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Trompe l’oeil master John Haberle’s 1895 work The Slate induced more than one viewer to reach for the chalk. But the whole image — slate, frame, pencil, string, and erasure — was painted in oils. Haberle intended it to be hung without a separate frame in order to complete the illusion.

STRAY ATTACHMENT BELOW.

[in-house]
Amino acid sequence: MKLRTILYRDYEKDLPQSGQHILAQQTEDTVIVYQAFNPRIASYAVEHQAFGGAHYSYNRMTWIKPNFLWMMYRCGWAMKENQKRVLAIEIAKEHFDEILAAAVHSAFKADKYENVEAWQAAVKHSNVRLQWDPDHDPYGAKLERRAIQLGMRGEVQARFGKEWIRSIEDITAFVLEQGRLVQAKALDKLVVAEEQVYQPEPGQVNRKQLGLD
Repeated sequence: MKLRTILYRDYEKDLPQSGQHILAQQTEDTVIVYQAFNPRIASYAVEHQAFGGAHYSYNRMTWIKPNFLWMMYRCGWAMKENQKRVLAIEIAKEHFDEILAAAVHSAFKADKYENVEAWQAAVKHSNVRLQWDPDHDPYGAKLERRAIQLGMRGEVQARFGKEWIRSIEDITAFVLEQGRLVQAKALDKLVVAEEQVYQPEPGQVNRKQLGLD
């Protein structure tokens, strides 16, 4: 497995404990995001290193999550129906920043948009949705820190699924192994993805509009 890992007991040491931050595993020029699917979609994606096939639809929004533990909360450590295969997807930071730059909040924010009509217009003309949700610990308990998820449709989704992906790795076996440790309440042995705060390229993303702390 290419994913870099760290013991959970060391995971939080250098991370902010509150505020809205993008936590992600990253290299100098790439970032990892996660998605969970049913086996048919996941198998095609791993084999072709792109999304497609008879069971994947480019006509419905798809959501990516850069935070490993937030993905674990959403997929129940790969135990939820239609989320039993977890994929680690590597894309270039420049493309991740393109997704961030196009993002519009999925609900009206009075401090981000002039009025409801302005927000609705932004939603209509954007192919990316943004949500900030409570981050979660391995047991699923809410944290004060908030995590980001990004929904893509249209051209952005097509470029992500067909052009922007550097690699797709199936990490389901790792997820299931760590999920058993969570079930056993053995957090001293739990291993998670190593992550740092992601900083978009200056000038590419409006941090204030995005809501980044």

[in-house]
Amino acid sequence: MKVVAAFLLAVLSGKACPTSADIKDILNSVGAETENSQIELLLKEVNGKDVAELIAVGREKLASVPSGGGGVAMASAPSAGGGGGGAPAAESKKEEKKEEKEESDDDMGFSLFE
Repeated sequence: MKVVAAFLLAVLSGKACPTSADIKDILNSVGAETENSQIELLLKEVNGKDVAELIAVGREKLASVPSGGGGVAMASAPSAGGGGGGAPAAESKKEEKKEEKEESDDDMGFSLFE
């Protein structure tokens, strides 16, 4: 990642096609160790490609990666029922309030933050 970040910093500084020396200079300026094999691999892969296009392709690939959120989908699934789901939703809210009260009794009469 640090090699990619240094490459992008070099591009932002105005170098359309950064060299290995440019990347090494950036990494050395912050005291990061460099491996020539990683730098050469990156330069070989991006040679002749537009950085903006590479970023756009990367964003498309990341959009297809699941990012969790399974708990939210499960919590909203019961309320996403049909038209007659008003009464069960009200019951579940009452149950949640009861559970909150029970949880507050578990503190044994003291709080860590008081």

Haberle specialized in such playful trickery. “The spectator is very apt to doubt the assertion that the work has been accomplished with brush and oil colors alone until he has been permitted to gaze at the production through a magnifying glass which brings out in bold relief the fact that the statement is indisputable,” wrote the Boston Post of a Haberle exhibition the following year. “[O]ne man who is known beyond the limits of Boston as an art critic was heard to say ‘If I had not seen it through a very powerful microscope, I should have refused to believe it to be a genuine painting without witnessing the artist actually at work on the subject.”